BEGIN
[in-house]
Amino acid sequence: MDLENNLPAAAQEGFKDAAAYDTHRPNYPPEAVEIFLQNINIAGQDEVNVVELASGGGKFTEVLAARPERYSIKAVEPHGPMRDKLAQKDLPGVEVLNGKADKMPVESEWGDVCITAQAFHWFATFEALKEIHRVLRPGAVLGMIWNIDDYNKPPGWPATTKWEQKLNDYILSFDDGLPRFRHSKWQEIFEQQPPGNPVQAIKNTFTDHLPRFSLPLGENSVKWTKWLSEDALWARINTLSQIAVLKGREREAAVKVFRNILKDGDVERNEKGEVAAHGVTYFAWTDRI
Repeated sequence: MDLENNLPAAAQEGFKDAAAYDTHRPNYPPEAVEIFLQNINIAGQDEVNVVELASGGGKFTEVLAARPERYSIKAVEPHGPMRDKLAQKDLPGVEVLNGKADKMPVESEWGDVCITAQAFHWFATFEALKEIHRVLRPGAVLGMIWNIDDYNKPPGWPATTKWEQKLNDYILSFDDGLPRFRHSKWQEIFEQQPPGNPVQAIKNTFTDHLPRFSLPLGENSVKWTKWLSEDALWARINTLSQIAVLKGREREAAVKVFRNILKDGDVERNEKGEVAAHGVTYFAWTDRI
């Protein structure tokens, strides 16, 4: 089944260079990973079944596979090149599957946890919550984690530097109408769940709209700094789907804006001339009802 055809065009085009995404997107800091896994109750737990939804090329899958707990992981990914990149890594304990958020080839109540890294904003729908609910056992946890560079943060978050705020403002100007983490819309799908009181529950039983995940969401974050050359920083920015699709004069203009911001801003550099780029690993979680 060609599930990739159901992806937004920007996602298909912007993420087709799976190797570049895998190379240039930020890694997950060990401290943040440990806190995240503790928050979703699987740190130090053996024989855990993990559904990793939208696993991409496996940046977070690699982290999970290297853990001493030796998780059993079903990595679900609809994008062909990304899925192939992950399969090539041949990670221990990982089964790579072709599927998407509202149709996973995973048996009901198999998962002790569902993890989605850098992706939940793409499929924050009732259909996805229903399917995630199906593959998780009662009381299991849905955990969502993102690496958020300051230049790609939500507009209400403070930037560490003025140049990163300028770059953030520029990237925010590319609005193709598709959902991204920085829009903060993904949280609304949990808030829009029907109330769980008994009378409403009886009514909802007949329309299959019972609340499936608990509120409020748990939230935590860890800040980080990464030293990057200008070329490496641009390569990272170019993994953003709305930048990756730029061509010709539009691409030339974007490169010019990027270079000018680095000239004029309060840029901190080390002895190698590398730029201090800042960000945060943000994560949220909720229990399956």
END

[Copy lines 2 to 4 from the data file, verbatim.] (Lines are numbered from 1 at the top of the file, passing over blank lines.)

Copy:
Amino acid sequence: MDLENNLPAAAQEGFKDAAAYDTHRPNYPPEAVEIFLQNINIAGQDEVNVVELASGGGKFTEVLAARPERYSIKAVEPHGPMRDKLAQKDLPGVEVLNGKADKMPVESEWGDVCITAQAFHWFATFEALKEIHRVLRPGAVLGMIWNIDDYNKPPGWPATTKWEQKLNDYILSFDDGLPRFRHSKWQEIFEQQPPGNPVQAIKNTFTDHLPRFSLPLGENSVKWTKWLSEDALWARINTLSQIAVLKGREREAAVKVFRNILKDGDVERNEKGEVAAHGVTYFAWTDRI
Repeated sequence: MDLENNLPAAAQEGFKDAAAYDTHRPNYPPEAVEIFLQNINIAGQDEVNVVELASGGGKFTEVLAARPERYSIKAVEPHGPMRDKLAQKDLPGVEVLNGKADKMPVESEWGDVCITAQAFHWFATFEALKEIHRVLRPGAVLGMIWNIDDYNKPPGWPATTKWEQKLNDYILSFDDGLPRFRHSKWQEIFEQQPPGNPVQAIKNTFTDHLPRFSLPLGENSVKWTKWLSEDALWARINTLSQIAVLKGREREAAVKVFRNILKDGDVERNEKGEVAAHGVTYFAWTDRI
């Protein structure tokens, strides 16, 4: 089944260079990973079944596979090149599957946890919550984690530097109408769940709209700094789907804006001339009802 055809065009085009995404997107800091896994109750737990939804090329899958707990992981990914990149890594304990958020080839109540890294904003729908609910056992946890560079943060978050705020403002100007983490819309799908009181529950039983995940969401974050050359920083920015699709004069203009911001801003550099780029690993979680 060609599930990739159901992806937004920007996602298909912007993420087709799976190797570049895998190379240039930020890694997950060990401290943040440990806190995240503790928050979703699987740190130090053996024989855990993990559904990793939208696993991409496996940046977070690699982290999970290297853990001493030796998780059993079903990595679900609809994008062909990304899925192939992950399969090539041949990670221990990982089964790579072709599927998407509202149709996973995973048996009901198999998962002790569902993890989605850098992706939940793409499929924050009732259909996805229903399917995630199906593959998780009662009381299991849905955990969502993102690496958020300051230049790609939500507009209400403070930037560490003025140049990163300028770059953030520029990237925010590319609005193709598709959902991204920085829009903060993904949280609304949990808030829009029907109330769980008994009378409403009886009514909802007949329309299959019972609340499936608990509120409020748990939230935590860890800040980080990464030293990057200008070329490496641009390569990272170019993994953003709305930048990756730029061509010709539009691409030339974007490169010019990027270079000018680095000239004029309060840029901190080390002895190698590398730029201090800042960000945060943000994560949220909720229990399956």